A reboot is a tricky thing to manage. You have to have the right amount of ingredients: novelty, respect, and present-day relevance that doesn’t sacrifice the efforts of the creative work that went before.
Netflix has done that with its new series and reboot of Lost in Space.
Premiering on April 13th, Lost in Space embraces these reboot challenges with the same daring bravado of the cast in this pulse-pounding revisit of the classic 1960’s show created by Irwin Allen.
In terms of what’s novel, the premise has changed somewhat slightly. In the original, the colonization of space by families selected by the Space Corps was a glamourous, voluntary option that had prestige and status. In the 21st century reboot, Earth is wracked by pollution, necessitating the expansion into space to find a new home for Earth’s population.
Moreover, in this new series, the Robinson Family is also far from the perfect, paternal-centric one that was seen portrayed by the brilliant and famous Professor Robinson, the ideal wife and mother Mrs. Robinson, and their brilliant and confident offspring. Guy Williams and June Lockhart were cast because they represented the best family role-models that America wanted to show, and to see, in the 1960’s.
Netflix’s Lost in Space sees the role of John Robinson played by Toby Stephens (Black Sails), a career marine who is part of the colonization program only to be with wife and kids. Molly Parker (House of Cards) is the brilliant scientist, Maureen Robinson who sees the program as a way of keeping their family whole as well as finding a better life for their children.
Their kids are self-willed, disobedient, genius free-thinkers who have their own insecurities. The modern production features a Judy, Penny and Will (respectively and successfully played by Taylor Russell, Mina Sundwall and Max Jenkins) who are fiercely loyal to each other, and while that love of their family is still at heart the appeal of this show, their faults and shortcomings make them realistic and more believable than the perfectly coiffed children who always listened to their parents we saw in the Irwin Allen production. They were a message to America’s youth back then: listening to your parents will give you the stars. In this show, the message to kids is different: love, be bold and be yourself.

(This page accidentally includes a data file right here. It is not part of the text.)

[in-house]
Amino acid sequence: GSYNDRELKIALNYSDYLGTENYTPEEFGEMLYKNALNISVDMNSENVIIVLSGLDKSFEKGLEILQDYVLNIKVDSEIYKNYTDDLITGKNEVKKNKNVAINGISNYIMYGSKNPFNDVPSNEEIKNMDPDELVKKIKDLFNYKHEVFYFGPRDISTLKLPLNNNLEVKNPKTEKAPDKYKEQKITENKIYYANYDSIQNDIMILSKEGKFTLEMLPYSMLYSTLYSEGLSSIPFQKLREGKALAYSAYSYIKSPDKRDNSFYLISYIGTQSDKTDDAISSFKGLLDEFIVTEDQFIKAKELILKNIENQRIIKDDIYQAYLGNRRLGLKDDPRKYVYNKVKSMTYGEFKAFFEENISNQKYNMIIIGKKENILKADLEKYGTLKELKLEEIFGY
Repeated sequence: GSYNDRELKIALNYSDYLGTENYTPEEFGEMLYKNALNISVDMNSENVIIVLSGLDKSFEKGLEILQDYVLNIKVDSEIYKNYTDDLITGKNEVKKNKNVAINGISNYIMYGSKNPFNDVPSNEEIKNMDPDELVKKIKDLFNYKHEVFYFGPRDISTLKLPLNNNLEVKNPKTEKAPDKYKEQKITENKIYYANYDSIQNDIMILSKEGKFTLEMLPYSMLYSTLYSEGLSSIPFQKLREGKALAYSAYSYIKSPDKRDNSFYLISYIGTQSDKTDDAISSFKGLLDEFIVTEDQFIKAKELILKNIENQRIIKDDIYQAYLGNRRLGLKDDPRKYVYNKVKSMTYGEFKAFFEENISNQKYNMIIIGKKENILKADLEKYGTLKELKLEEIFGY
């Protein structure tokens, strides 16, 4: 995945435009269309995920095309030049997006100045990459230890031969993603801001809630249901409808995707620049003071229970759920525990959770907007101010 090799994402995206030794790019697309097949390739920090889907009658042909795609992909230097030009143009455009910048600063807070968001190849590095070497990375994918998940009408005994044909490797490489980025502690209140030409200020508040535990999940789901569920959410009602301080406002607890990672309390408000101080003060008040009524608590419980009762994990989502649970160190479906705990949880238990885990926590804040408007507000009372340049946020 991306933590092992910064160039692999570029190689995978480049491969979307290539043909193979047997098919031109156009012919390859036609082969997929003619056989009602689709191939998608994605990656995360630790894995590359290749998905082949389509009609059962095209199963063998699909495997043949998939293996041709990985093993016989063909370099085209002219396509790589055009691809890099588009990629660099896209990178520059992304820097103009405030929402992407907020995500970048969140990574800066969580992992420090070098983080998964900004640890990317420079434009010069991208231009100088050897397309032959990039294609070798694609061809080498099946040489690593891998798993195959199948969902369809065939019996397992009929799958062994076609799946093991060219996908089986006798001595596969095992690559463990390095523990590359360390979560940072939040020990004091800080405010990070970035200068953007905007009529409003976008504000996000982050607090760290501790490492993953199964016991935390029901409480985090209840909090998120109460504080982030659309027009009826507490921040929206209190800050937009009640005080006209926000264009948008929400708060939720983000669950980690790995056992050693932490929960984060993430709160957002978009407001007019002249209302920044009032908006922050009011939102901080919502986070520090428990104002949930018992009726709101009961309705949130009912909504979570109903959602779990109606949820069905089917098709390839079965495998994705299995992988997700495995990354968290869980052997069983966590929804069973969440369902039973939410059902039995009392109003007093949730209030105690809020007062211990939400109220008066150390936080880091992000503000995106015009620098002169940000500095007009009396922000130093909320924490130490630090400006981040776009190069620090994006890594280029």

The show is a sleeker, streamlined version of Irwin Allen’s vision of sending a family into space to colonize but the authentic-looking technology, the attitudes and the family dynamics are more in tune with the 21st century.
What’s different is the gender change of the comedic relief of the sinister Dr. Smith, played by the charismatic Parker Posey. Also, instead of the Terran-engineered Robot we remember from the original Jupiter 2, this time the robot is a sentient alien artificial life-form who bonds with the young Will Robinson from the get-go.
Also, absent in the beginning of the series is the role of pilot, Major Don West of the United States Space Corps. While we haven’t been properly introduced to his rebooted replacement yet, we will see that an updated version of West will appear but we’ll see how he’ll manifest.